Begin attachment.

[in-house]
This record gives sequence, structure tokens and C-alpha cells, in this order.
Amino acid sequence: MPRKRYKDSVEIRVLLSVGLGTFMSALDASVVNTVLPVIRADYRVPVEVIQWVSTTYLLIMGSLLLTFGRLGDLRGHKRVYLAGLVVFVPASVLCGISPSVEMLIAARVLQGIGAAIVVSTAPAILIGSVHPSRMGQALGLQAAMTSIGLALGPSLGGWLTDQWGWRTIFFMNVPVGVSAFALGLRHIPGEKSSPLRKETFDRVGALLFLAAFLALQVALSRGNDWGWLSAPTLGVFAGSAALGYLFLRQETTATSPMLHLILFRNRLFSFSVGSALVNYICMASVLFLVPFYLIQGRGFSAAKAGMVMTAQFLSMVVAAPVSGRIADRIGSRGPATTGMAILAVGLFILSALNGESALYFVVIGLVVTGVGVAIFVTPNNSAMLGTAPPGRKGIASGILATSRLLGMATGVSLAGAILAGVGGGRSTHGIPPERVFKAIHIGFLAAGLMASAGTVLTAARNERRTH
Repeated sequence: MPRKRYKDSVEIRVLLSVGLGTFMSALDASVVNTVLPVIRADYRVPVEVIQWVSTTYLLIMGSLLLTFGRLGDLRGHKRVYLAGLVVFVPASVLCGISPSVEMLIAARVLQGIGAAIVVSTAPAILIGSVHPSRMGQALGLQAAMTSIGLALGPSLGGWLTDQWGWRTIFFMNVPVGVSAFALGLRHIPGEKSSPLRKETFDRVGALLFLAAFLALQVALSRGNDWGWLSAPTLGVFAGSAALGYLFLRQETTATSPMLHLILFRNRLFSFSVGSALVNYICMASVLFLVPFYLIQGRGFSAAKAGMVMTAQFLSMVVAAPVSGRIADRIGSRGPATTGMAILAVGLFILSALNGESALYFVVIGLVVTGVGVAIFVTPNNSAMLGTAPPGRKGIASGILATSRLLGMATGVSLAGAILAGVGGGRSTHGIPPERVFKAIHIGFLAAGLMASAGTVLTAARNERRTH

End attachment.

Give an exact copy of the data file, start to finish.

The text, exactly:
[in-house]
This record gives sequence, structure tokens and C-alpha cells, in this order.
Amino acid sequence: MPRKRYKDSVEIRVLLSVGLGTFMSALDASVVNTVLPVIRADYRVPVEVIQWVSTTYLLIMGSLLLTFGRLGDLRGHKRVYLAGLVVFVPASVLCGISPSVEMLIAARVLQGIGAAIVVSTAPAILIGSVHPSRMGQALGLQAAMTSIGLALGPSLGGWLTDQWGWRTIFFMNVPVGVSAFALGLRHIPGEKSSPLRKETFDRVGALLFLAAFLALQVALSRGNDWGWLSAPTLGVFAGSAALGYLFLRQETTATSPMLHLILFRNRLFSFSVGSALVNYICMASVLFLVPFYLIQGRGFSAAKAGMVMTAQFLSMVVAAPVSGRIADRIGSRGPATTGMAILAVGLFILSALNGESALYFVVIGLVVTGVGVAIFVTPNNSAMLGTAPPGRKGIASGILATSRLLGMATGVSLAGAILAGVGGGRSTHGIPPERVFKAIHIGFLAAGLMASAGTVLTAARNERRTH
Repeated sequence: MPRKRYKDSVEIRVLLSVGLGTFMSALDASVVNTVLPVIRADYRVPVEVIQWVSTTYLLIMGSLLLTFGRLGDLRGHKRVYLAGLVVFVPASVLCGISPSVEMLIAARVLQGIGAAIVVSTAPAILIGSVHPSRMGQALGLQAAMTSIGLALGPSLGGWLTDQWGWRTIFFMNVPVGVSAFALGLRHIPGEKSSPLRKETFDRVGALLFLAAFLALQVALSRGNDWGWLSAPTLGVFAGSAALGYLFLRQETTATSPMLHLILFRNRLFSFSVGSALVNYICMASVLFLVPFYLIQGRGFSAAKAGMVMTAQFLSMVVAAPVSGRIADRIGSRGPATTGMAILAVGLFILSALNGESALYFVVIGLVVTGVGVAIFVTPNNSAMLGTAPPGRKGIASGILATSRLLGMATGVSLAGAILAGVGGGRSTHGIPPERVFKAIHIGFLAAGLMASAGTVLTAARNERRTH